Spending Your Savings Common Practice
Are you a saver or a spender?
Most of us are a bit of both—being only one is illogical. Many of us would also save more given the chance. At least that’s what you may think. However, several studies, as well as my own personal experience, show otherwise.
A recent report from the Center for Retirement Research at Boston College looked at the spending habits of families once the kids leave the nest. “Once this kid graduates, moves off, and gets a job, I can finally save for my retirement” is a familiar tune. Yet the study showed that when given a choice between saving more for retirement and increasing consumption, consumption won out.
Raising kids is expensive. The budget is cramped and something has to give. Vacations, hobbies, furniture, remodeling, and retirement savings all are put aside to make sure the kiddos get the best start in life. Even though I think that retirement savings and raising kids can go hand-in-hand, I accept this fiscal dysfunction brought on by maternal and paternal instincts.
That doesn’t explain what happens when the kids leave the house.
Parents aren’t the only ones guilty of this behavior. Let’s add home owners, car owners (basically anyone with debt), as well as early retirees—because I see the same pattern with them.
Every single person I’ve talked to with a house, car, or credit card loan swore to me that once paid off, they will start saving. Sure, some people followed through, but it certainly hasn’t been close to the majority. Instead, consumptive spending, often combined with new loans, prevailed.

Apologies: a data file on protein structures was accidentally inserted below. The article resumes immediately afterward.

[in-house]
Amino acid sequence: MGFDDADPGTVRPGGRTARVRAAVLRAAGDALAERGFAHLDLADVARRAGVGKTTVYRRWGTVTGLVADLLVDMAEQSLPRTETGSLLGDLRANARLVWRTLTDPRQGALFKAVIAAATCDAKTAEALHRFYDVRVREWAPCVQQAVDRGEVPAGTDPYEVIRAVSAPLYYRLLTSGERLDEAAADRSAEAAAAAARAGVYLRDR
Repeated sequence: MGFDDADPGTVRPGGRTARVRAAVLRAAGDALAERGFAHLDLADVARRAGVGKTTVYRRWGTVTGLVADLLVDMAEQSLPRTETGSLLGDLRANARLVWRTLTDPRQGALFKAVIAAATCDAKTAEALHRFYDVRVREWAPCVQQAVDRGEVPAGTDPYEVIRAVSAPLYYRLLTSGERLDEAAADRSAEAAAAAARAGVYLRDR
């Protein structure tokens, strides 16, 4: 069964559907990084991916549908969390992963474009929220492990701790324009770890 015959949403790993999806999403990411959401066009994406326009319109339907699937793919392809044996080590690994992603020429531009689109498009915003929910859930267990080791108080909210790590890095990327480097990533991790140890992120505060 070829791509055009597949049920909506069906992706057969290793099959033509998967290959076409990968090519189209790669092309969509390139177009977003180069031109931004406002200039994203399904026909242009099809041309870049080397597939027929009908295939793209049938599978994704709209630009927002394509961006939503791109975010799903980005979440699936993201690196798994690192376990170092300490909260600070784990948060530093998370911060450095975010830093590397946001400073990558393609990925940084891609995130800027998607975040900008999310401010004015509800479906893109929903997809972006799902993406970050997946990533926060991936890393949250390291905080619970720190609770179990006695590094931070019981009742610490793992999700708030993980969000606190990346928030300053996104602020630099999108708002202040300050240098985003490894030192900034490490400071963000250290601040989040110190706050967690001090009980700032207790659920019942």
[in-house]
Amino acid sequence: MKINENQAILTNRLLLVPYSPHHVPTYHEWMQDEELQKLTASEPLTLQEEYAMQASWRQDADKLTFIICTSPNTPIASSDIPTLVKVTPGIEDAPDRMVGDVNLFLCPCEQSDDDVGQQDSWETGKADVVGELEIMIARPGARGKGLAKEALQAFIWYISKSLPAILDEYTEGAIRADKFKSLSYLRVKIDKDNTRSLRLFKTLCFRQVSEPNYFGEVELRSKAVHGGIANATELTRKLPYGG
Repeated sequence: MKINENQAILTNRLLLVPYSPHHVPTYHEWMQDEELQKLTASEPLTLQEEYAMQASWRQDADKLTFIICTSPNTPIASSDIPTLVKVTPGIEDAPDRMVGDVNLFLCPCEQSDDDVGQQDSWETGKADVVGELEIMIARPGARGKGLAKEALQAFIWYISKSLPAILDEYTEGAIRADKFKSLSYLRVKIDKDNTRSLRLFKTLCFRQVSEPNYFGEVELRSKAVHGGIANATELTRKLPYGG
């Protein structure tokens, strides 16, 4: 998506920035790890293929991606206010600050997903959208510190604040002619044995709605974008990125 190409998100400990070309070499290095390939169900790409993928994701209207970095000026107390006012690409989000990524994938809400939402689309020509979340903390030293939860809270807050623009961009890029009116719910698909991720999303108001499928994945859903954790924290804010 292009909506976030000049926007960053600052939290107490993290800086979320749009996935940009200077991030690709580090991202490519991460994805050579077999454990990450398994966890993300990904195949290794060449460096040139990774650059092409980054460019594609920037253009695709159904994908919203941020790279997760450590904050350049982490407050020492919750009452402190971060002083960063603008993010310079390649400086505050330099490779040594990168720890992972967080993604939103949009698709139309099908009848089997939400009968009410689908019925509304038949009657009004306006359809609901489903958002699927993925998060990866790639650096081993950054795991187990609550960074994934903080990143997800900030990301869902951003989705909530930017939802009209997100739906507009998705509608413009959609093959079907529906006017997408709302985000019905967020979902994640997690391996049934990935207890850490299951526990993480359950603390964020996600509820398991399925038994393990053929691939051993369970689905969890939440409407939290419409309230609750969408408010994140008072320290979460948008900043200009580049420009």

What about those retiring before Social Security kicks in? To get over this problem, many people will overspend from their retirement savings while they wait for their Social Security to start. They know that this overdrawing of their retirement savings is more than can be sustained indefinitely. “No worries,” they think…they’ll cut back substantially once those Social Security payments start rolling in. But once those government deposits do finally start, what doesn’t happen—as you can guess—is cutting back on the amount they take from their savings.
The empty-nesters and the early retirees have something in common. They spend away their new-found budgetary freedom rather than save it. They’ve deprived themselves so long they feel they deserve to splurge a bit.
So, dear reader, are you guilty of this? Are you coming up to one of life’s transitions where you will have the choice to go one way or another?
If you are already saving quite enough for all your future needs, then yes, a paid-off loan or kids out of the house will indeed generate a windfall that you should feel welcome to spend. Enjoy yourself! You’ve been disciplined and you deserve to have some fun.
If not, and your windfall has already been spoken for, resist the allure of what the world has to offer. Spending tomorrow’s money today will make you happy, but only for a while.
This article was published under the title "Hey Big Spender, It's Time to Save" in the WichitaFalls Times Record Newson July 24, 2011.